Institute of Advanced Motorists

Expert advice: How to drive in strong winds

Expert driving advice for stormy weather and high winds

As storm Doris approaches Britain, bringing snow and strong winds approaching 80mph, drivers face disruption and additional hazards on the roads. At the time of writing, the Met Office had issued an amber, weather warning for northern England, Northern Ireland and Scotland, which means people should prepare for the storm conditions, and a yellow warning for other parts of the UK.

This means there are likely to be 80mph gusts of winds, waves of up to 60ft impacting coastal areas, possible damage to trees and structures, interruption of power supplies and disruption to travel.

Such severe weather makes for challenging driving conditions, but short of staying at home, lighting a fire and pouring a cuppa, what practical steps can drivers take to stay safe when they need to get from A to B in strong winds?

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Icy roads: What to look out for and how to drive on them

Icy roads

If the verge is frosty it’s quite likely the road will be icy too

Icy roads probably aren’t something we think about much. Yet for many of us driving on ice is a regular occurrence during the coldest months of the year. If you have to scrape the ice off your car in the morning, or even perhaps when you leave work in the late afternoon, there may be ice on the road. We explain how to figure out whether the road is likely to be icy and how to drive if it is.

How to spot icy roads

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Driving Emotion Test: how likely are you to get angry at the wheel

Driving Emotion Test

A new Driving Emotion Test has been designed by psychologists to enable drivers to find out how likely they are to get wound up in their car. Using technology that monitored people’s facial reactions, where their eyes were looking, and their heart rate, 1000 drivers were tested. The researchers from Goldsmiths, University of London fed the data into a computer using specially created software.

The result gave each participant an individual score and the results revealed that women drivers tend to get angrier than men. If you dispute this, you can have a go using a version of the Driving Emotion Test on a special website set up by car company Hyundai which commissioned the research.

What did the Driving Emotion Test find?

The tests included drivers being undertaken, honked at, shouted at and having to deal with back-seat drivers or people who failed to indicate. The results showed that women were 12 per cent more likely to react angrily than men. Men, meanwhile, are more comfortable opening up if they’re in a car. Just fewer than a third of men (29 per cent) said they find it easier to have a conversation in a car. And 14 per cent even claim that they drive better if they’re having a chat.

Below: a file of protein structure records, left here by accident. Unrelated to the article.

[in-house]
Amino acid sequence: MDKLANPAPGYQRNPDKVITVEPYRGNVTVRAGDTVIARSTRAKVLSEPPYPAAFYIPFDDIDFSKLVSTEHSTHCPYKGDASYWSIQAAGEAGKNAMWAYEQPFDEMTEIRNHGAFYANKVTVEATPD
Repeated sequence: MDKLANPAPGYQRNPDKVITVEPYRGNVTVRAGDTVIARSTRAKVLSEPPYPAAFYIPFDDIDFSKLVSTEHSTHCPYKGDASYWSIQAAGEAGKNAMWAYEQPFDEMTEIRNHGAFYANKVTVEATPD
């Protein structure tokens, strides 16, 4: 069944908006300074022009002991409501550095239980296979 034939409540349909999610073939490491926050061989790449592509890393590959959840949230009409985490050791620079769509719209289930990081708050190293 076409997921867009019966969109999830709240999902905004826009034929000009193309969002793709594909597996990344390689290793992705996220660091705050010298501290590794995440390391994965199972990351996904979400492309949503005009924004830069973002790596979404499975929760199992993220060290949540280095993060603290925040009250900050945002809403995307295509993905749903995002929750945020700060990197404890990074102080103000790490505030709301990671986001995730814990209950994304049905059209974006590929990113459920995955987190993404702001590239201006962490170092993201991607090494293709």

Why do women drivers get cross?

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Scenic Route: New driver courses for novices like Joe Swash who want to become more confident

Joe Swash is the first to admit he would benefit from a new driver course. The popular actor and television presenter may have taken the Scenic Route round Scotland but he only passed his driving test in July 2015. And the 34-year old Londoner says he would benefit from further lessons at the wheel.

So for Joe and the thousands of other newly qualified drivers, what courses are available if they want to brush up on their skills at the wheel and clock up more experience under professional guidance?

It’s not just an issue for those drivers who have recently passed their test. Anyone who’s been driving for some time can feel rusty and require a confidence boost in certain situations. If that sounds familiar, the good news is there are all sorts of driving courses across Britain that will put you on the right road. Here are four worth investigating:

Courses for newly qualified drivers: Pass Plus, any driving instructor

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Penalty points costing UK drivers millions

Penalty points

Getting points on your licence for offences such as speeding can prove costly


If you have points on your driving licence you could be paying a premium that’s almost double what it would cost you without any points. The most recent government figures show that of the UK’s 46,113,543 licence holders, 2,346,367 have penalty points on their driving licence. And a new survey has revealed that Britain’s drivers are paying £132 million more than they need to in insurance premiums because of those penalty points.
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